The law will replace the old act and the NCC said it has worked with Microsoft, Google and MultiChoice in formulating it.
Aderemi Adewusi, deputy director and head of public affairs department of the commission, was speaking to staff at the Abuja offices of This Day newspaper.
Adewusi said Google had trained NCC staff on how to tackle online piracy and the organisation will soon sign a Memorandum of Understanding with the internet giant, with Google supplying machinery needed to monitor and regulate activity.
The bill is currently in its draft stage, while meetings with stakeholders are ongoing, and will be presented shortly.
Despite challenges in both human and financial resources, Adewusi said they have won several convictions in cases brought against pirates.
Between January and July the NCC have seized around NGN1.1 billion (US$6.8 million) worth of materials with 109 cases awaiting prosecution.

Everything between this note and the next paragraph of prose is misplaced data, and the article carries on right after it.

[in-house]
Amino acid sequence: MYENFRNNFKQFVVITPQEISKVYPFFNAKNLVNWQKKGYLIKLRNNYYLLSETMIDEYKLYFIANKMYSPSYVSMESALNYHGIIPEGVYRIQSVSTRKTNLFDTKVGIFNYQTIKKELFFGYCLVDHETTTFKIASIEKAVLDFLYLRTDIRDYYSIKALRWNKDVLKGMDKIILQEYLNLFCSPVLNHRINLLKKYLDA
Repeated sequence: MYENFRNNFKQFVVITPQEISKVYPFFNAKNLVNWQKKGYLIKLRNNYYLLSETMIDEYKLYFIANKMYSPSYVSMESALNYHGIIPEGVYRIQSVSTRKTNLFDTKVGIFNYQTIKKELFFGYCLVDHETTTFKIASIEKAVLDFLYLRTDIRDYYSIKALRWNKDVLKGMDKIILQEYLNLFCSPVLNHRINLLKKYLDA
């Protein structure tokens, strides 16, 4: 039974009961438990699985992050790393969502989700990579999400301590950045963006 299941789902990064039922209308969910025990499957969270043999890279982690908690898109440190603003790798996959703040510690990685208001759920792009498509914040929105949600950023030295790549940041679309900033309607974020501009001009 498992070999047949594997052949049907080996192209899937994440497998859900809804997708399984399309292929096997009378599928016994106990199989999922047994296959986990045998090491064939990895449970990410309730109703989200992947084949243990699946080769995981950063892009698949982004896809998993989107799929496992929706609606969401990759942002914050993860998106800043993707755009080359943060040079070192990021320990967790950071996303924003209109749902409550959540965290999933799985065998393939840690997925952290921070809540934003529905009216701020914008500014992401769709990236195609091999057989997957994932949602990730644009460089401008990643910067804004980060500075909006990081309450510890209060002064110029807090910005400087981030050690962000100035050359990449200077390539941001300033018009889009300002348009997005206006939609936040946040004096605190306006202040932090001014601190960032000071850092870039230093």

The agency, Adewusi said, is in dire need of the press in order to change people’s attitudes towards piracy.
He added: “We represent a very big industry and if you have been aware, throughout last year and lately there have been so much in the press about raids and enforcement activities and despite our size and financial constraint, we are doing the job as we can and more committed to our mandate of dealing with copyright offenders.”